congenital, dislocation, extensor tendon, metacarpophalangeal joint
I Chernev. Bilateral Congenital Extensor Tendons Dislocation over the Metacarpophalangeal Joints. The Internet Journal of Rehabilitation. 2012 Volume 2 Number 1.
Congenital extensor tendon dislocation over the metacarpophalangeal joint is a rare condition. Here the author presents a patient with bilateral all fingers congenital extensor tendons dislocation over the metacarpophalangeal joints. A video demonstration and ultrasound images are shown to supplement this case.
A 29-year-old woman presented with a complaint of a long standing “out of line” movement of her extensor tendons over her knuckles bilaterally. She reported that she can voluntarily dislocate her tendons when her metacarpophalangeal joints (MCPJs) are in flexed position and this is associated with snapping. Upon further questioning, she admitted that she has been able to do that for years, since she was a kid. The patient did not have any history of trauma to the hands. This did not bother her a lot, except when she used her hands extensively after which she felt discomfort over her knuckles area. Her previous medical history was significant for hypertension and hypercholesterolemia which have been controlled and a cholecystectomy. There was no family history of congenital abnormalities.
At physical examination, voluntary dislocation of extensor tendons over the metacarpophalangeal joints was noticed in all fingers (See move). She had full range of motion and her neurological exam was normal.
Ultrasound exam showed dislocation of the tendons with slipping in the inter MCPJ space. (Fig. 1 a, b)
The patient was diagnosed with congenital dislocation of the extensor tendons over the MCPJs of all fingers bilaterally. After discussion regarding her condition, treatment and prognosis, she deferred further treatment.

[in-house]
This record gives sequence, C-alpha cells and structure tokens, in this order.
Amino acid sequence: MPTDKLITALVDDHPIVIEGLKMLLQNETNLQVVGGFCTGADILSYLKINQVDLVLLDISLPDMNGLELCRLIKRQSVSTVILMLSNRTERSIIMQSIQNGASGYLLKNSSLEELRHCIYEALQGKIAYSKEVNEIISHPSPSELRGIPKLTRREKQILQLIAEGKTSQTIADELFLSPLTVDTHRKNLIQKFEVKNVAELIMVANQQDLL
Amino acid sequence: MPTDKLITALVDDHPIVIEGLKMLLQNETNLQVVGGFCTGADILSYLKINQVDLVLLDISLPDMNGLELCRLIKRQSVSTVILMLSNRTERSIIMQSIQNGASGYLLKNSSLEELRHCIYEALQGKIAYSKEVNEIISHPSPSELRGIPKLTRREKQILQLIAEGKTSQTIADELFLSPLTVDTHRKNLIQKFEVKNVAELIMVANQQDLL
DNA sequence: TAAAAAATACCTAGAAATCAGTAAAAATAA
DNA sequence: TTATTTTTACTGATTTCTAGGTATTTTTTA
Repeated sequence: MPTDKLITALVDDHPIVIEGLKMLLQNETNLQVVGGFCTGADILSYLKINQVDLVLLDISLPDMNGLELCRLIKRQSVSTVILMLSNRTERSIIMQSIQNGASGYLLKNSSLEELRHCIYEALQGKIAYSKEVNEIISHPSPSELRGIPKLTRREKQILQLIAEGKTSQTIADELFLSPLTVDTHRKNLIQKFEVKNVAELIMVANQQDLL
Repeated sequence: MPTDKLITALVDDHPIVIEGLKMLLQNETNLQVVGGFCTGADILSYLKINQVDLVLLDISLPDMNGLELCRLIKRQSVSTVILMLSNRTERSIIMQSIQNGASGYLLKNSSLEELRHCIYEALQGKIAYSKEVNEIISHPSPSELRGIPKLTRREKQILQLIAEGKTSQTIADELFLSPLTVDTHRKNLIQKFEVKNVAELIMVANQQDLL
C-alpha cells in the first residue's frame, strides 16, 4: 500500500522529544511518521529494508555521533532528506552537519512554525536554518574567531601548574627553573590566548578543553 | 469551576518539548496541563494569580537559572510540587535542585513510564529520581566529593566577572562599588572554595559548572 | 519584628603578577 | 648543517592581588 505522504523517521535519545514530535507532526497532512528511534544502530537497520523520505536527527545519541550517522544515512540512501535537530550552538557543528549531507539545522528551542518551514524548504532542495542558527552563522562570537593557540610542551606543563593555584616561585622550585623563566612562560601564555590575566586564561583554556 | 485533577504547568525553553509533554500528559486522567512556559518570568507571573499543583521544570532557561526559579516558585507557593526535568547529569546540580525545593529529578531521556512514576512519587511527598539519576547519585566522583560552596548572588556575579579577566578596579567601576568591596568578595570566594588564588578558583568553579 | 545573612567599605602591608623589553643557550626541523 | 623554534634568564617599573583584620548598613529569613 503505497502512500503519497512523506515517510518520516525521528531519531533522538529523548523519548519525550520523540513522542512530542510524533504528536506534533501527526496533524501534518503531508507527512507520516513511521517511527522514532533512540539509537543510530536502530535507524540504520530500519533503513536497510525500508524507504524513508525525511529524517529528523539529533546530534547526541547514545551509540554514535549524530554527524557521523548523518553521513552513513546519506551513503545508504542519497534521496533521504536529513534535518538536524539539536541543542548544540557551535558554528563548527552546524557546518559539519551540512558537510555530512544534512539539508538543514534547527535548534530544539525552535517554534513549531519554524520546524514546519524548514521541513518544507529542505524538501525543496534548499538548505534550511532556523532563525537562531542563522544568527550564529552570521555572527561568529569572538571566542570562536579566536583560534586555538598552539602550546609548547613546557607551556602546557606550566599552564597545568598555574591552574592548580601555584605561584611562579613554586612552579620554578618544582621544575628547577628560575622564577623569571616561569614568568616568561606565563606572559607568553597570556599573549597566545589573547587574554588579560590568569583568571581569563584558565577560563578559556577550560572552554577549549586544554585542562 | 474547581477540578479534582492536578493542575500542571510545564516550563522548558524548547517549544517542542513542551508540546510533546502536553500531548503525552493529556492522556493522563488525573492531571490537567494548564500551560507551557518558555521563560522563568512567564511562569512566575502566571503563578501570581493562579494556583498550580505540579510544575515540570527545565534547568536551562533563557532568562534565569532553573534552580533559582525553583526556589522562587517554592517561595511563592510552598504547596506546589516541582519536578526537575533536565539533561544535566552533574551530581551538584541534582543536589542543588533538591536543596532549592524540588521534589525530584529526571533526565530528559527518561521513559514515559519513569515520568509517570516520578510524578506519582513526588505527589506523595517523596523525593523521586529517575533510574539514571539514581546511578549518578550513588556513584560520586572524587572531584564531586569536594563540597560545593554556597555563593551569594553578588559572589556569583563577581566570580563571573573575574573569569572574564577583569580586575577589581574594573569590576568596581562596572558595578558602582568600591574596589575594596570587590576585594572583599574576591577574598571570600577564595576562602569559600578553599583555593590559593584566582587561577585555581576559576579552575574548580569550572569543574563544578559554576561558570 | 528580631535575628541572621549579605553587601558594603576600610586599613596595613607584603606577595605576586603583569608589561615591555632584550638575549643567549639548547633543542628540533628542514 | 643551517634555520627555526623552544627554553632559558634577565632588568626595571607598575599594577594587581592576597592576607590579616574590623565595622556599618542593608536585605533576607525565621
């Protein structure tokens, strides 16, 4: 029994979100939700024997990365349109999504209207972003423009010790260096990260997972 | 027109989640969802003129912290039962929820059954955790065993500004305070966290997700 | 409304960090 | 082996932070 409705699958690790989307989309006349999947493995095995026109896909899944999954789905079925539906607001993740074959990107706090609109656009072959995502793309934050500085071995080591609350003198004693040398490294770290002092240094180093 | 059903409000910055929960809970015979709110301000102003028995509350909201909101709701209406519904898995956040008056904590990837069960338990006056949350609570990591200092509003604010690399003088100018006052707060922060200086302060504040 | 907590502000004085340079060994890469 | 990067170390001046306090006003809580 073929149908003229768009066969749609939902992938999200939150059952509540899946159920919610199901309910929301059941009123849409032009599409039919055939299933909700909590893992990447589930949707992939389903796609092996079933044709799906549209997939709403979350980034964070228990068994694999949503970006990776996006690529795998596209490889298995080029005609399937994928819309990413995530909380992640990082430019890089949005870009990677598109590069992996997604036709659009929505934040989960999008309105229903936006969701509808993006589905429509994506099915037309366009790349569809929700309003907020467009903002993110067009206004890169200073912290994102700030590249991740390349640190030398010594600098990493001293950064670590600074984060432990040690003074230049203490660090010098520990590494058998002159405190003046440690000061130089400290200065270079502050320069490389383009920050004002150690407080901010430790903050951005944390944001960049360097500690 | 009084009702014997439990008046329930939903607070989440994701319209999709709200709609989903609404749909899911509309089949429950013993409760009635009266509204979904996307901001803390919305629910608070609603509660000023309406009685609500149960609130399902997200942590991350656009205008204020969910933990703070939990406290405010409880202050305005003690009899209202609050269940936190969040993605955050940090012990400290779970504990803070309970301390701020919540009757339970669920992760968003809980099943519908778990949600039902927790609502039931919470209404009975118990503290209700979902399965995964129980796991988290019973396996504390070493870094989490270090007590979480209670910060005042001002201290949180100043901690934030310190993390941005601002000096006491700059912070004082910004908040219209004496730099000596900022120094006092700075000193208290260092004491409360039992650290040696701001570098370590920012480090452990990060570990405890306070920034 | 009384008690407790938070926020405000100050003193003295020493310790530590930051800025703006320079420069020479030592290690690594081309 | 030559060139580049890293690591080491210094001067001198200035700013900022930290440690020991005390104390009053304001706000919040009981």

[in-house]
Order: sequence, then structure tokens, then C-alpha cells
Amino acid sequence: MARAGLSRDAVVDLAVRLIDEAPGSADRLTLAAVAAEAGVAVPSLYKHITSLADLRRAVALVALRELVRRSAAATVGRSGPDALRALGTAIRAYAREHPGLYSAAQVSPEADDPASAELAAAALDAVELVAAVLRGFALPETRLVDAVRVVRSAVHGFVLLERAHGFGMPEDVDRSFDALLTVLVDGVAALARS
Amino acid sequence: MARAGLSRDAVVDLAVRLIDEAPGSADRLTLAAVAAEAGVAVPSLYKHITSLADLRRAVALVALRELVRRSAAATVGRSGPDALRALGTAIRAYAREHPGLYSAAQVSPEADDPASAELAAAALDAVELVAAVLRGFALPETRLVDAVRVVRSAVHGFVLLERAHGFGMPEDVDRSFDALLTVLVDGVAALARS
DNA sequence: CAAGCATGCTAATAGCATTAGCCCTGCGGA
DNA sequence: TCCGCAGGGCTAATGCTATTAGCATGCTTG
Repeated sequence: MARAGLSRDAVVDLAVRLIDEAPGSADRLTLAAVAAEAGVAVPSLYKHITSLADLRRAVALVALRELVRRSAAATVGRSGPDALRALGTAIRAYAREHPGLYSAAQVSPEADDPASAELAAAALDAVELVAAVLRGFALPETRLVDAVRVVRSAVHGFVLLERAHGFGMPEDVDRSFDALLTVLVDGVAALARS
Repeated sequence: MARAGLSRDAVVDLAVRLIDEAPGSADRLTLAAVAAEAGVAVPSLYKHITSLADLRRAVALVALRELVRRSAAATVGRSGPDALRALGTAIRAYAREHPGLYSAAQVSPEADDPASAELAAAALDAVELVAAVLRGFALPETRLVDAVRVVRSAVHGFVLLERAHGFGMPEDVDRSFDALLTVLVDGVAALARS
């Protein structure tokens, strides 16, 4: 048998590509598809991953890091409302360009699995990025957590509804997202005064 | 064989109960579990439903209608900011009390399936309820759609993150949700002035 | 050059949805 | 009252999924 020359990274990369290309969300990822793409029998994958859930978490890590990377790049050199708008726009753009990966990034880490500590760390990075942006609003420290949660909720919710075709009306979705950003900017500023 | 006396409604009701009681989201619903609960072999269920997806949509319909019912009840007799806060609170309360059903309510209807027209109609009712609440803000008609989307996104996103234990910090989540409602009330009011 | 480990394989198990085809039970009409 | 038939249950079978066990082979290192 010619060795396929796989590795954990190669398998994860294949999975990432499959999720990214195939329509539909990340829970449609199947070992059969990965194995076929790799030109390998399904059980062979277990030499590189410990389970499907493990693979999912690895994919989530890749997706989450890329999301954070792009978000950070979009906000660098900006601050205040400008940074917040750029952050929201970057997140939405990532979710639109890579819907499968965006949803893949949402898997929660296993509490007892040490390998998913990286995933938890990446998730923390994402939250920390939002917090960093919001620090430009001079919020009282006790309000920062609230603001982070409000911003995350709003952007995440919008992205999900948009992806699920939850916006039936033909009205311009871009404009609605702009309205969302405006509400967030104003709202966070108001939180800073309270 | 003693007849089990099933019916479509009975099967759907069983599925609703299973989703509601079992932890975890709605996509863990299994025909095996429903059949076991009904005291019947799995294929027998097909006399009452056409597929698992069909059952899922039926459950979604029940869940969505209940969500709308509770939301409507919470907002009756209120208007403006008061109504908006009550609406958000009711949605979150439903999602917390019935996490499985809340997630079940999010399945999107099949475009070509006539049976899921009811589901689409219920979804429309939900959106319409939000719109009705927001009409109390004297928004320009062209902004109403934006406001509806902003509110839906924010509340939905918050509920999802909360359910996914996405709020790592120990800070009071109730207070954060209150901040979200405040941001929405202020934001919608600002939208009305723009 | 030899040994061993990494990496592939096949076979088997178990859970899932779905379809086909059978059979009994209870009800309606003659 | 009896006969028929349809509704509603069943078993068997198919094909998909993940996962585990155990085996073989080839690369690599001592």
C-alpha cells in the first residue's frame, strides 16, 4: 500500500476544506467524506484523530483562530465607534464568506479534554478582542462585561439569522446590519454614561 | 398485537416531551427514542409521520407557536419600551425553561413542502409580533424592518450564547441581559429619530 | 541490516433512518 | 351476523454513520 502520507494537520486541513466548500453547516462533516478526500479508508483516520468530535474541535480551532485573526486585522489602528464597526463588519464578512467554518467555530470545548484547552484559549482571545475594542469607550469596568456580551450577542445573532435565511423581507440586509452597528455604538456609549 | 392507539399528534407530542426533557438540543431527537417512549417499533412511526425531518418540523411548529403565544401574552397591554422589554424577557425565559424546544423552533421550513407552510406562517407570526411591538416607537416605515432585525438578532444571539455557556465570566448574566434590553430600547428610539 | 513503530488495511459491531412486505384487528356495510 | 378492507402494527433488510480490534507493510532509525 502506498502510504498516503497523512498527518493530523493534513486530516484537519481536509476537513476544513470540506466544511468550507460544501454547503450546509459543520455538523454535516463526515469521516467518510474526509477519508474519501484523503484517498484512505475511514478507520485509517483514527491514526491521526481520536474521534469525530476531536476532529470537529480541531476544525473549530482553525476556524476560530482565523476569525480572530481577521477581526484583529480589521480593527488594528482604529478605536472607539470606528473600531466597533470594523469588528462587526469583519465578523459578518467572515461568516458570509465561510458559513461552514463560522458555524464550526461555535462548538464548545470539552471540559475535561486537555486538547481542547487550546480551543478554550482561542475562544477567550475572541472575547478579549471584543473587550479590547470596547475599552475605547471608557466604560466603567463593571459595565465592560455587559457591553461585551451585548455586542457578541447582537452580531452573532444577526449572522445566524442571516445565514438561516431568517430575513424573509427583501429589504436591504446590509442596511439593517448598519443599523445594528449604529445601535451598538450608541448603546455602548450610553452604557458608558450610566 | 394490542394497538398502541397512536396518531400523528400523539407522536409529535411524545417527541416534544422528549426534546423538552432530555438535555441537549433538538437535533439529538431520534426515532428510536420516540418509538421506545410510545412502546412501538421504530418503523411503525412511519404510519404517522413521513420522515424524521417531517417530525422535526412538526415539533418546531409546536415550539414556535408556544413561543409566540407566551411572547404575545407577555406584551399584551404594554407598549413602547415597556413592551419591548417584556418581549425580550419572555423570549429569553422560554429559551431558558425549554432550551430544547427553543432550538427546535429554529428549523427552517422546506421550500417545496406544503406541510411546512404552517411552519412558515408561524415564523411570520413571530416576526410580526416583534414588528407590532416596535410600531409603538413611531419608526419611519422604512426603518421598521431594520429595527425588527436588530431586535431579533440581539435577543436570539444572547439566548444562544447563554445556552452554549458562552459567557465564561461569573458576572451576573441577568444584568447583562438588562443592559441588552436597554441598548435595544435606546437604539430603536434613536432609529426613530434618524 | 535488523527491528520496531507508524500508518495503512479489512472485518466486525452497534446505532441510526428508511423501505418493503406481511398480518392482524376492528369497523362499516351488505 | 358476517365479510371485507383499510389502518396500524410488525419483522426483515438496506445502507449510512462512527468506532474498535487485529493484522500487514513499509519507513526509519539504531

Dislocation of the extensor tendons over the MCPJ is an uncommon condition in a non-rheumatoid patient. Three different etiologies have been described in the literature: post-traumatic, spontaneous, and congenital dislocations . Trauma is the most common cause with a very few congenital cases described in the English literature . Intact sagittal bands maintain the central position of the extensor tendon . Other structures such as juncturae tendinum, intertendinous fascia and dorsal hood are believed to play a role in supporting the extensor tendon as well . Contrary to the post-traumatic type where injury to the sagittal band and other structures is found, in the congenital type the dislocation is due to lack, underdevelopment or laxity of the extensor tendon restraining structures. Clinical symptoms of extensor tendon dislocation over the MCPJ include pain/discomfort, swelling, loss of full joint extension and ulnar or radial subluxation/dislocation. Cases classified as congenital are usually bilateral and involve multiple fingers. Ultrasound can be used to detect dynamic tendon dislocation and subluxation and provide useful information . Surgical stabilization may be an appropriate option for symptomatic patients with congenital extensor tendon dislocation over the MCPJ.
Congenital extensor tendon dislocation over the MCPJ is an easily diagnosed condition if the physician is aware of this rare anatomical abnormality. Due to its rarity, there are no clear treatment guidelines. The author of this article believes that observation should be utilized in the non symptomatic cases and surgical stabilization in the symptomatic patients.